• Associations of observer’s gender, Body Mass Index and internalization of societal beauty ideals to visual body processing

      Cazzato, V.; Walters, Elizabeth R.; Urgesi, C. (Springer, 2021-01)
      We examined whether visual processing mechanisms of the body of conspecifics are different in women and men and whether these rely on westernised socio-cultural ideals and body image concerns. Twenty-four women and 24 men performed a visual discrimination task of upright or inverted images of female or male bodies and faces (Experiment 1) and objects (Experiment 2). In Experiment 1, both groups of women and men showed comparable abilities in the discrimination of upright and inverted bodies and faces. However, the gender of the human stimuli yielded different effects on participants’ performance, so that female faces, and male bodies appeared to be processed less configurally than female bodies and male faces, respectively. Interestingly, the reduction of configural processing for male bodies was significantly predicted by participants’ Body Mass Index (BMI) and their level of internalization of muscularity. Our findings suggest that configural visual processing of bodies and faces in women and men may be linked to a selective attention to detail needed for discriminating salient physical (perhaps sexual) cues of conspecifics. Importantly, BMI and muscularity internalization of beauty ideals may also play a crucial role in this mechanism.
    • The effect of prior caffeine consumption on neuropsychological test performance: a placebo-controlled study

      Walters, Elizabeth R.; Lesk, Valerie E. (2016)
      Background: The aim of this study was to investigate whether the prior consumption of 200mg of pure caffeine affected neuropsychological test scores in a group of elderly participants aged over 60 years. Method: Using a double blind placebo vs. caffeine design, participants were randomly assigned to receive 200mg of caffeine or placebo. A neuropsychological assessment testing the domains of general cognitive function, processing speed, semantic memory, episodic memory, executive function, working memory and short-term memory was carried out. Results: Significant interaction effects between age, caffeine and scores of executive function and processing speed were found; participants who had received caffeine showed a decline in performance with increasing age. This effect was not seen for participants who received placebo. Conclusion: The results highlight the need to consider and control prior caffeine consumption when scoring neuropsychological assessments in the elderly which is important for accuracy of diagnosis and corresponding normative data.
    • The feasibility of patient reported outcome measures for the care of penile cancer

      Branney, Peter; Walters, Elizabeth R.; Bryant, Eleanor J.; Hollyhead, Cyan; Njoku, K.; Vyas, L.; Modica, C.; Kayes, O.; Eardley, I.; Henry, A. (Wiley, 2022-07)
      When used in routine clinical practice, Patient Reported Outcomes Measures (PROMS) can give patients tacit approval to discuss embarrassing topics, which could be particularly useful for urological nursing. The aim of this study was to assess whether it would be feasible to use two such measures for penile cancer; one for body image (the Male Genital Self-Image Scale; MGSIS-5) and another for lymphedema (the Groin and Lower Limb Lymphedema questionnaire; G3L-20). Study packs were posted to penile cancer patients who had received (i) sentinel node biopsy only, (ii) inguinal node dissection only, and (iii) inguinal node dissection with post-operative radiotherapy with or without chemotherapy. The two measures (MGSIS-5 and G3L-20) were complemented with those specific to sexual function (IIEF) and cancer (EORTC-QLQ-C30 version 3) and a modified Lymphoedema Genitourinary Cancer Questionnaire (mLGUCQ). Twenty patients returned questionnaires. Validity and reliability analyses are presented but low participant numbers mean that results need treating with caution. Results show sufficient feasibility for the MGSIS-5 and the G3L-20 to warrant another study to attract larger numbers of participants, either over a longer time frame or at multiple sites. In these further studies, we would recommend adding (1) more Likert responses, (2) the timeframe to the MGIS and (3) exploring either the use of sexual desire psychometric measures or the addition of sexual desire items to the MGSIS for this patient group.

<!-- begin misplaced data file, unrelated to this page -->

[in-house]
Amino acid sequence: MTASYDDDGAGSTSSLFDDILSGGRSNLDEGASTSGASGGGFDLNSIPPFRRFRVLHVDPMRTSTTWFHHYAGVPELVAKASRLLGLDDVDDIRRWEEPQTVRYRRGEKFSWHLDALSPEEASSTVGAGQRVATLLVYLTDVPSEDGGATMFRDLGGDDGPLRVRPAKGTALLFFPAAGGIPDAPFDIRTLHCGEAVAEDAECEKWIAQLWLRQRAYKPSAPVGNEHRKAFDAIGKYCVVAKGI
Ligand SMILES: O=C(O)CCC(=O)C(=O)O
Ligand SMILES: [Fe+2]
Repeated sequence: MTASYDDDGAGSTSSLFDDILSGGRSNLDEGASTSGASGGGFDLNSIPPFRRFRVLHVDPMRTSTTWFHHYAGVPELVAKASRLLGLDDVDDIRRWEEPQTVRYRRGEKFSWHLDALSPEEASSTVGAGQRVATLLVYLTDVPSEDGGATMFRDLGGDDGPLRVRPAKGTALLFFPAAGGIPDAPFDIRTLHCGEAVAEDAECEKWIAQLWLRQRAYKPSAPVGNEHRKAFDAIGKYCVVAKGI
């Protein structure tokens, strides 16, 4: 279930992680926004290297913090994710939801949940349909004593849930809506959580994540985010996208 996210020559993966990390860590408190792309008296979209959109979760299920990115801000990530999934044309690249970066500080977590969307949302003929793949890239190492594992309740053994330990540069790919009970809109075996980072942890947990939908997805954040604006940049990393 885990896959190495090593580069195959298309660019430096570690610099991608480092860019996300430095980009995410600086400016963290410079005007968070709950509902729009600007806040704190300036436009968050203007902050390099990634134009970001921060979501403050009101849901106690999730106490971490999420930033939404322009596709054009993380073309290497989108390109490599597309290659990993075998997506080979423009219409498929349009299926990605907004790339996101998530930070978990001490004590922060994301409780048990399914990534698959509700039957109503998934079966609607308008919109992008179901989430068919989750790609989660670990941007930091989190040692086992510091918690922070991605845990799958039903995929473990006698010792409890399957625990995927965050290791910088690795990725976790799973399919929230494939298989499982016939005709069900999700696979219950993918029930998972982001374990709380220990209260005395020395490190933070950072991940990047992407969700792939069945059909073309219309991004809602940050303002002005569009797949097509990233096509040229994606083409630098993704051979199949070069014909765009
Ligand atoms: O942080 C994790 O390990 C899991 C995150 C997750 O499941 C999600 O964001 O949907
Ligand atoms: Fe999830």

• Investigating the time elapsed since the last food item was consumed as a factor affecting cognitive performance in young adults

      Walters, Elizabeth R.; Khan, Azhar (2018-12-17)
      Cognitive ability is used in numerous everyday situations (for example, in the classroom, workplace and home) and can be measured using cognitive tests designed to target specific cognitive domains. Cognition can be influenced by external factors (for example, age, education, caffeine intake and time of day) which if not controlled for or noted could influence performance. Prior food intake has not received a direct focus in the cognition literature, and therefore, this study aims to investigate the time elapsed since the last food item was consumed as a factor which may affect cognitive performance. Fifty-two healthy adults with no reported cognitive impairment or diagnosis of any eating or metabolic disorder took part in the study. Participants completed a self-rated hunger scale and stated the time that they last consumed a food item. The time of day that the assessments were completed was also noted. All participants completed a brief cognitive battery consisting of a semantic recall assessment, digit span and parts A and B of the Trail Making Test. Results revealed a significant main effect of minutes since the last food item was consumed on semantic recall and both Trails A and B whereby performance was significantly worse as the time since the last food item was consumed increased. These results suggest that information about when the participant consumed food prior to assessment should be gathered to check for any such effects. This could have implications for cognitive performance in educational settings and clinical environments, where scores often determine academic progression and further interventions.